COOPERATION HAS HELPED: Daniel Levler, who was recently elected to a third term as president of the Suffolk Association of Municipal Employees, said that working closely with county officials on a response to the coronavirus had eased the process of providing protective equipment and other safety measures, while an agreement to defer a longevity differential averted the possibility of layoffs.

Dan Levler, the president of the Suffolk Association of Municipal Employees, has prevailed in a hotly contested three-way race to lead the union that represents most of the county workforce.

Mr. Levler, 46, is just the second president to win a third term in the history of the 36-year-old union.

6-Point Victory Margin

He and his running mates garnered 39.4 percent of the vote. The Craig Rhodes team came in second with 33.1 percent followed by Annette Mahoney's slate which got 26.8 percent. Salvatore Esposito, running without a slate, got less than 1 percent.

More than 2,700 of the union's 5,215 members eligible to vote participated.

In a March 30 phone interview, Mr. Levler said that he saw the close battle for leadership as a sign of the union's health and success at rank-and-file engagement.

"It is good to have people run," he said. "At the end of the day, what any team should be about is finding out what the members are interested in and what their needs are...in an election process you get to have a lot of those conversations. Otherwise, members might whisper to a co-worker 'I've got this issue or that issue,' but that doesn't usually solve problems, because we won't know they exist."

The Suffolk AME president said that throughout the pandemic he and his members have worked with County Executive Steven Bellone and agency managers on how best to address the occupational-health and economic challenges posed by the coronavirus.

'Worked Through Issues'

"We were in communication with senior management...working through issues like, do we use plexiglass, do desks need to be moved apart, what's considered an area of ingress or egress?" he said. "I was drawing on my experience in public works. These buildings were not designed for six-foot separation. Being able to address issues as they were happening, that was great."

Many of his members were central to Suffolk's public-health and social-welfare-agency response to the COVID crisis.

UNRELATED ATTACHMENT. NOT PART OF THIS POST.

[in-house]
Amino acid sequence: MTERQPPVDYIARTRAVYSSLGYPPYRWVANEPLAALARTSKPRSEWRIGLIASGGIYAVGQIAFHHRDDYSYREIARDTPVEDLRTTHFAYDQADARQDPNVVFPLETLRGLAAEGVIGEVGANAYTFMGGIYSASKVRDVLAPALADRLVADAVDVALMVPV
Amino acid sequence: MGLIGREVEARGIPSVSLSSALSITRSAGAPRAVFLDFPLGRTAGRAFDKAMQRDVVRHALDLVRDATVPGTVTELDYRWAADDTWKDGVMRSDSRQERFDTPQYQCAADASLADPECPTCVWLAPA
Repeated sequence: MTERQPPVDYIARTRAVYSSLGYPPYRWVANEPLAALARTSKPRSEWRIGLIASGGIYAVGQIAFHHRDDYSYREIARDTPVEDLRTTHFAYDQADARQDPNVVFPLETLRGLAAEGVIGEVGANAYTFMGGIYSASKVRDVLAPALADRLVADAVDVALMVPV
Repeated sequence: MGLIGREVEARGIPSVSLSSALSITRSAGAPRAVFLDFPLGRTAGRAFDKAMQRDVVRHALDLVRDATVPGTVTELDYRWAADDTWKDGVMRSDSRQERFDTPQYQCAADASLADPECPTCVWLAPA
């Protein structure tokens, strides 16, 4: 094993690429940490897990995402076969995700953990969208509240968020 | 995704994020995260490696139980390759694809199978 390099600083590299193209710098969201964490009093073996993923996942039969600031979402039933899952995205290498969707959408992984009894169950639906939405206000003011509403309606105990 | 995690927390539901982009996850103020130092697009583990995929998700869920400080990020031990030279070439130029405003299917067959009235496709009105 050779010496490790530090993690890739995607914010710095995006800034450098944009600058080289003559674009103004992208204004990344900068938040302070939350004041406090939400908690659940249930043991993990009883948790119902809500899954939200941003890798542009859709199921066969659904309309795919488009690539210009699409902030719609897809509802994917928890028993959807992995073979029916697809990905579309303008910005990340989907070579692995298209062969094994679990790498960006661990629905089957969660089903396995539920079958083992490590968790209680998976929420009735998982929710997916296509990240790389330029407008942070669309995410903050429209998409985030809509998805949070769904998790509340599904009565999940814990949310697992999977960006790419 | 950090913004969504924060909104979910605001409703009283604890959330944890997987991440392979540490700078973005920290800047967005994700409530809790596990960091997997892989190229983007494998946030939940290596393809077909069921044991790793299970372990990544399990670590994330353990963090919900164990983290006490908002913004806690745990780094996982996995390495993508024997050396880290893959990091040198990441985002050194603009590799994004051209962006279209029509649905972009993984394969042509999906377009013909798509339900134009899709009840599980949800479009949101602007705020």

Mr. Levler said one union member died and dozens contracted the disease. They also faced uncertainty about threatened staffing cuts because of the county's economic losses linked to the virus. 

"There's a lot of uncertainty," he said. "Right up until the balloting period...almost until the day balloting closed, there was the question of the $75-million gap in the budget that would have meant 500 lost jobs. But with the Federal funding coming through, and the relationship we built [with management] negotiating through the crisis to keep everyone safe, we did not have any jobs lost."

Deferred Longevity Pay

Last May, the union agreed to a six-month deferral of longevity benefits. In exchange, Mr. Bellone agreed to cover members' salaries and health benefits without tapping into their leave banks if they contracted the virus and granted them a Workers' Compensation COVID presumption.

In contrast, the state is one of 31 that lacks such a presumption that extended absences are linked to the impact of the virus, and some unions have reported that employers were fighting the claims made by their members.

"We really insulated our members because they are able to file without the burden of proof being on them to prove they got it at work," Mr. Levler said.

He supports a bill introduced by State Sen. Brad Hoylman to create a voluntary COVID Health Registry, similar to the one created for the 9/11 first-responders and survivors who lived and worked in lower Manhattan and western Brooklyn. It was that registry which helped both state and Federal policy makers gauge the public-health implications from the toxic exposure in the areas they became evident years later.

"There are still the concerns about the long-term effects of COVID," Mr. Levler said.

Tribute to Unions' Work

He contended unions had highlighted the importance of workplace safety for all workers. saying it "moved the needle on health and safety, testing, [personal protective equipment] access, much the same way labor unions affect wages in the non-union sectors."

His leadership team includes Executive Vice President Thomas Moran; Vice Presidents Nicholas P.K. De Bello, Sebastian Chiaramonte, Christian W. Limbach and Stanley J. Humin III; Treasurer Linda L. Brown; and Recording Secretary Christina Maher.


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